Recently, Apple announced the AppleTV 4K, an improved version of the AppleTV launched in 2015, which brought us a new platform to develop for in tvOS. With the touch-enabled Siri remote, we have a new way to interact with apps on the big screen which is different, but not entirely unfamiliar. Having a device like this in the living room is a great way to bring people together and offers a unique stage for your apps.
From a developer’s perspective, tvOS presents many similarities to iOS (which it is built on), such as using UIKit and many other common iOS frameworks. This, alongside sharing common code with Xamarin, means that creating incredible apps for the big screen has never been easier!
As developers, we may already be used to working with frameworks such as UIKit to create user interfaces for mobile devices. However, there’s one key difference in tvOS that needs to be considered: the user does not directly touch your interface. This key departure from most iOS counterparts means we should be careful and create easy to use interfaces that work on a large traditional TV screen. The main method of interaction is the touchpad on the AppleTV Remote, so the placement of your controls should be logical and have some kind of consistency, rather than just being placed randomly all over the screen. It should be simple to navigate by swiping on the Remote in the appropriate direction to get to the next control. To learn more about the Focus Engine built in to tvOS, we have a complete set of tvOS documentation.
We generally use storyboards when creating user interfaces for tvOS, the same as we would on iOS. Using storyboards is a great way to create interfaces quickly and easily, and the whole process is similar to creating an iOS app. Apps can also be created using TVML (markup language which is downloaded from a server at runtime), but this will be covered in a future blog post.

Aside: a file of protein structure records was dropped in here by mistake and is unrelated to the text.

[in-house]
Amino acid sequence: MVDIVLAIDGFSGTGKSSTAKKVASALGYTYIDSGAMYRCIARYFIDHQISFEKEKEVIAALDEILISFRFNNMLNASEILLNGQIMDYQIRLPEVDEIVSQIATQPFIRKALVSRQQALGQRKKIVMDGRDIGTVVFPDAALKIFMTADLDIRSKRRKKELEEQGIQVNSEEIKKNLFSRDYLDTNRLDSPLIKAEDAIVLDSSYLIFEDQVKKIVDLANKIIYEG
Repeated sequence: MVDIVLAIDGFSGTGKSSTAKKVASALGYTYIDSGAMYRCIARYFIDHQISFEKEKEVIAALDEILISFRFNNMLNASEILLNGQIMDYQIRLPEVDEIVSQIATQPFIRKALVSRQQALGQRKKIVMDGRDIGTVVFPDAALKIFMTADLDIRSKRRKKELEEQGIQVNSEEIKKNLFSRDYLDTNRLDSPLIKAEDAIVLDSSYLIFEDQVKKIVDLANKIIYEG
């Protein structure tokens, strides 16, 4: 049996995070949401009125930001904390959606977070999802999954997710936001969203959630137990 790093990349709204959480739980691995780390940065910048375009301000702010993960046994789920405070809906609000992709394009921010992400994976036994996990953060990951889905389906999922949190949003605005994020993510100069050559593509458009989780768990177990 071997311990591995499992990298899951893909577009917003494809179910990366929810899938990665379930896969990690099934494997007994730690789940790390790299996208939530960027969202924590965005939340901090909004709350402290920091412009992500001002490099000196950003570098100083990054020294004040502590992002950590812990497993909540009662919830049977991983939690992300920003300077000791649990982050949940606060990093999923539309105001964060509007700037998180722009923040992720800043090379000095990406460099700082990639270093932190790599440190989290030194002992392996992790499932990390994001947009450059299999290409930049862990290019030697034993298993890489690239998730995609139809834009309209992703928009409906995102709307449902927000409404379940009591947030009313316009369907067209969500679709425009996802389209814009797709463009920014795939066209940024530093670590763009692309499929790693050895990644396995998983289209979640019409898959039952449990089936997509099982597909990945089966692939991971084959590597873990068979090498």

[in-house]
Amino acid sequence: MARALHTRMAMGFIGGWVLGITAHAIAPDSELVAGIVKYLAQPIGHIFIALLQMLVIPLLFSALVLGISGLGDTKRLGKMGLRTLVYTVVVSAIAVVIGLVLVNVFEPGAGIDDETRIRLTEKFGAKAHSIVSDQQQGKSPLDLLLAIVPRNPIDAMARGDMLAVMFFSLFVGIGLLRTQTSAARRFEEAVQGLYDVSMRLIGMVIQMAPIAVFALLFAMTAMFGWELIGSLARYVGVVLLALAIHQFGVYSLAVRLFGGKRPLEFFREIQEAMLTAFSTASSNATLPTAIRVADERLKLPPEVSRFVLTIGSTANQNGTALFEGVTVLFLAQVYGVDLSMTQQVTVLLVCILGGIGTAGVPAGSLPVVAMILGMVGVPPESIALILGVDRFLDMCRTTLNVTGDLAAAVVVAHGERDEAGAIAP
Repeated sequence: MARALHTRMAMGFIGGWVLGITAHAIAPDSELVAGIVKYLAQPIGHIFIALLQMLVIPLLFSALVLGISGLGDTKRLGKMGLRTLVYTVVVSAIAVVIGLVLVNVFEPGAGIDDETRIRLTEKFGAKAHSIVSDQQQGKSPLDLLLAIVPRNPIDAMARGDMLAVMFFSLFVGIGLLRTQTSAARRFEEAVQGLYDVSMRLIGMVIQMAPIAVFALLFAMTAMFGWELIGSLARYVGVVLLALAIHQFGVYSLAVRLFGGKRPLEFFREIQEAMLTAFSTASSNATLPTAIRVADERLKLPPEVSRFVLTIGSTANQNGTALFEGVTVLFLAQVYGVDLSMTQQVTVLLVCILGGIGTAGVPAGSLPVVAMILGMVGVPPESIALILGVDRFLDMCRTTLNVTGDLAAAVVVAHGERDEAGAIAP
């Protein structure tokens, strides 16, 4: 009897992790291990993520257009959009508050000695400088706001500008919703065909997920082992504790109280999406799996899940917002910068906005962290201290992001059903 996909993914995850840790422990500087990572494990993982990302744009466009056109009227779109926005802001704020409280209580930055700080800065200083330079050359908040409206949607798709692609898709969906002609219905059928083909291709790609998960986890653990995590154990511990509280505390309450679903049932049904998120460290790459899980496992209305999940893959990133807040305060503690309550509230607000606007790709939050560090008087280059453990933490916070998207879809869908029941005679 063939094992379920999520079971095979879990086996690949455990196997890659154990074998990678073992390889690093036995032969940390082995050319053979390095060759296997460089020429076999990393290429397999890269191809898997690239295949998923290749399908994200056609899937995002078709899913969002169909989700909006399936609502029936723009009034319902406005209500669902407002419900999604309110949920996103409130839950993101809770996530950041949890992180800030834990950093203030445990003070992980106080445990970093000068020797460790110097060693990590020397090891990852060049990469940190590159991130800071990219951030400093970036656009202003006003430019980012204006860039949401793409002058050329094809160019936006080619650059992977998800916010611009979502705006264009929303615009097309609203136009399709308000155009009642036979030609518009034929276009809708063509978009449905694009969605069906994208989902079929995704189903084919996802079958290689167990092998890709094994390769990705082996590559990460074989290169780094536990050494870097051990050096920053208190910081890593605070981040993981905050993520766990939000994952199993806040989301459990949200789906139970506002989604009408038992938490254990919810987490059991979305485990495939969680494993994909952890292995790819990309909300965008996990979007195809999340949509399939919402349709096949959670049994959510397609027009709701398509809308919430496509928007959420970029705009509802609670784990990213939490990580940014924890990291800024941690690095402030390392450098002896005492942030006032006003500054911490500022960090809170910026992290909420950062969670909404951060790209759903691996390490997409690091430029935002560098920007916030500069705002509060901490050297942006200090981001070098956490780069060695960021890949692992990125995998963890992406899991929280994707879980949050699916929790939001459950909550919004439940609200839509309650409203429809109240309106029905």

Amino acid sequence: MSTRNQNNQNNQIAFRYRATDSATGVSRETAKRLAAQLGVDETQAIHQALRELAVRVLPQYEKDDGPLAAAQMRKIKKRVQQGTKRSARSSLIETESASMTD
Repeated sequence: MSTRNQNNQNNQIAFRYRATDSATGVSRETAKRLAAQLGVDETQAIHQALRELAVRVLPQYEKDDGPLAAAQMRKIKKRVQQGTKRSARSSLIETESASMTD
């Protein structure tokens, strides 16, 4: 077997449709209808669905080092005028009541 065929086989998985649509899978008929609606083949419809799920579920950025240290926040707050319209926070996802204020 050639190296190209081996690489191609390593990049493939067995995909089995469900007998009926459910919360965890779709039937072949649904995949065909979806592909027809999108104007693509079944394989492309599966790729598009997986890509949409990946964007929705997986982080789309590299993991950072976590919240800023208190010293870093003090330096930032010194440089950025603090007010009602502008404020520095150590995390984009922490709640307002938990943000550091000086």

Getting Started with tvOS
Let’s get started with a simple tvOS project using Xamarin. For this tutorial, make sure you’re fully up to date with Visual Studio for Mac and Xcode:
File -> New Solution -> tvOS -> Single View App
Set the app name and identifier to anything you want (in this example it’s
SimpleQuiz) and the Target to “tvOS 11.0”.
We can run this single view app in the tvOS simulator right away. You’ll notice that where you usually see the iPhone simulators, there are now simulators for the AppleTV 4K and the original AppleTV. For the sake of app development, the differences between the two models are fairly minimal, with the AppleTV 4K being slightly more powerful and able to display 4K content. The sizing of the interface remains consistent across all models.
You’ll be presented with a blank view when running the app, which means the basic single view app was built and deployed successfully! To navigate in the AppleTV simulator, you can use a simulated remote by going to Hardware -> Show AppleTV Remote, or you can use the arrow keys and the “enter” key on your keyboard.